I want to interview someone who has published literary, women's fiction, or CNF with a trade publisher (small press is fine). She/he should have encountered specific difficulties on the way to achieving this goal. The difficulties can be of any nature--financial, confidence issues, illness, etc.--or all of the above).
This is a great website, and its excellent design makes navigating it a pleasure. I'm happy to be part of this community!
Helen W. Mallon
Hi, Helen --
Here's a story of perseverance that I hope might interest you . . .
Back in 2006, my short story collection, Shoes Hair Nails, was published by a small, independent press that went belly-up before the book had a chance to get off the ground. Like most writers these days, I became a one-woman marketing/public relations show. Despite some good reviews -- and very enthusiastic responses from readers -- the time came to take off the marketing hat and get back to writing. Disappointment is a tough pill to swallow, and the best antidote for me has always been to immerse myself in the work that really sustains me.
With the explosion of e-books, the nagging feeling that my collection might still find its audience took hold, so I published a digital edition. Am I tenacious? Yes. Putting aside the unfortunate circumstances of a publisher going out of business, hindsight left me feeling that Shoes Hair Nails -- something of a breakthrough in the way it bridges the boundaries between literary women's fiction and chick lit -- might just have gotten caught in a marketing crossfire.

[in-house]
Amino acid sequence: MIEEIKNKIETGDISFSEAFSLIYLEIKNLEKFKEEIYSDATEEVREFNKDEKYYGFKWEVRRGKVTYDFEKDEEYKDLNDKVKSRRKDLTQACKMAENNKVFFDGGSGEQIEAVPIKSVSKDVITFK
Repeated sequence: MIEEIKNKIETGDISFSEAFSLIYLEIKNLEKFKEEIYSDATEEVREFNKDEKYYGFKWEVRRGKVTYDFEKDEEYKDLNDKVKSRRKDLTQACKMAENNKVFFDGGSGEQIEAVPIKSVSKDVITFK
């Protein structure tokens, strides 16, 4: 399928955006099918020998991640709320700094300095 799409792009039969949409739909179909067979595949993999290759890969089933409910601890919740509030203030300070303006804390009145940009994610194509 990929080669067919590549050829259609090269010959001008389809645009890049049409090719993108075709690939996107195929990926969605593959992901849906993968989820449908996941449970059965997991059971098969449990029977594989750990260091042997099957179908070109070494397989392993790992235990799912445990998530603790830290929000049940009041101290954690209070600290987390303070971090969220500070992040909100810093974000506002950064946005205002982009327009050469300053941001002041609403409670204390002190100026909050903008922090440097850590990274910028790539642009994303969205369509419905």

In fact, around the time the collection was published, two anthologies with which you may be familiar were released (This Is Not Chick Lit, edited by Elizabeth Merrick; This Is Chick Lit, edited by Lauren Baratz-Logsted, the latter in response to the former). Call it thinking outside the (shoe) box, but a shoe on a cover would seem to be a draw in both genres. Does Toni Morrison own a pair of Christian Louboutin? Mais oui, according to an article in last May's issue of Vanity Fair.
All of which is to say, I would love to send you a copy (print or digital).
Here's a link to my blog/website . . .If you go to the SHOES HAIR NAILS page, there are further links to recent reviews/interviews.
thanks for your reply! I am on a brief vacation (Cape cod) and I'll be able to give this some thought when I get back home. I'll mull over whether this would be a good fit. Tenacity rules!
Thank you . . . and enjoy your days on the Cape ;-)
I think I'd like to be considered as well.
I've been caregiving for my husband with dementia and Huntington's Chorea for 3 years, 24/7, and it has taken its toll on my writing, career, etc.
Through prayer, I have a novel, LA Blues, (my fourteenth work), coming out on 6-28-11. As a literary agent, I've still managed to get book deals for other authors, mainly because of the Internet and my Internet radio show.
Before this, it was the raising three children, and a social work job, which came between my writing and my time. Finally, I had the empty nest syndrome from 1999, until this illness struck. But things are looking up.
It's been quite a journey. I'm sure I'll write about caregiving in the future.